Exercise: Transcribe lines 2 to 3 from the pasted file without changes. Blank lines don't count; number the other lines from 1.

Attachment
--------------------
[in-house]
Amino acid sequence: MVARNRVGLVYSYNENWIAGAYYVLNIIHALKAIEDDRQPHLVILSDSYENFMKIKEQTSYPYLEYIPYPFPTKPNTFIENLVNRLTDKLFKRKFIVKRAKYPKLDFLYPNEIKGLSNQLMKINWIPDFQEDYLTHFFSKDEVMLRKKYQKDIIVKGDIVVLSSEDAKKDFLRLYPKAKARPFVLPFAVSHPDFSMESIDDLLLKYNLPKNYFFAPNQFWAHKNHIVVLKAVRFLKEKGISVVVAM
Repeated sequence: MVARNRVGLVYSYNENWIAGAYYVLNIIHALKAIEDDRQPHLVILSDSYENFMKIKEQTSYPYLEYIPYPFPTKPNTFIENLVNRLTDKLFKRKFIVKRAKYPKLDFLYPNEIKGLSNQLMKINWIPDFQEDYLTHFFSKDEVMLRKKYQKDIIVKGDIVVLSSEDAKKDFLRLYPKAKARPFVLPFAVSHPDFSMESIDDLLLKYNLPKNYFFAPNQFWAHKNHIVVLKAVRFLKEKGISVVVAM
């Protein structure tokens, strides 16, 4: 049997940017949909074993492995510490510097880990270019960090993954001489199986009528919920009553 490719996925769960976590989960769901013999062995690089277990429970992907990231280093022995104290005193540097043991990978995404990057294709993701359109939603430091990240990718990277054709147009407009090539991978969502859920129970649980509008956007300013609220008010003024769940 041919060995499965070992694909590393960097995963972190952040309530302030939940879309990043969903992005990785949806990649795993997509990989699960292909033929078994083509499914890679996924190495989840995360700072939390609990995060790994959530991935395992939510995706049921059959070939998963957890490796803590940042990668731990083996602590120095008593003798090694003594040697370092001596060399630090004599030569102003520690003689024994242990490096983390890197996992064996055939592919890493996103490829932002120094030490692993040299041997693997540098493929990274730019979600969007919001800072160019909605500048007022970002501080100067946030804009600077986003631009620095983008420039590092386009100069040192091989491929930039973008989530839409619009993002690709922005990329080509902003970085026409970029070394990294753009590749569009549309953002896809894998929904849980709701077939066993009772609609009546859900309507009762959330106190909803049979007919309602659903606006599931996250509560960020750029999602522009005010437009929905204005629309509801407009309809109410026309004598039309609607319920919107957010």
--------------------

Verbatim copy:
Amino acid sequence: MVARNRVGLVYSYNENWIAGAYYVLNIIHALKAIEDDRQPHLVILSDSYENFMKIKEQTSYPYLEYIPYPFPTKPNTFIENLVNRLTDKLFKRKFIVKRAKYPKLDFLYPNEIKGLSNQLMKINWIPDFQEDYLTHFFSKDEVMLRKKYQKDIIVKGDIVVLSSEDAKKDFLRLYPKAKARPFVLPFAVSHPDFSMESIDDLLLKYNLPKNYFFAPNQFWAHKNHIVVLKAVRFLKEKGISVVVAM
Repeated sequence: MVARNRVGLVYSYNENWIAGAYYVLNIIHALKAIEDDRQPHLVILSDSYENFMKIKEQTSYPYLEYIPYPFPTKPNTFIENLVNRLTDKLFKRKFIVKRAKYPKLDFLYPNEIKGLSNQLMKINWIPDFQEDYLTHFFSKDEVMLRKKYQKDIIVKGDIVVLSSEDAKKDFLRLYPKAKARPFVLPFAVSHPDFSMESIDDLLLKYNLPKNYFFAPNQFWAHKNHIVVLKAVRFLKEKGISVVVAM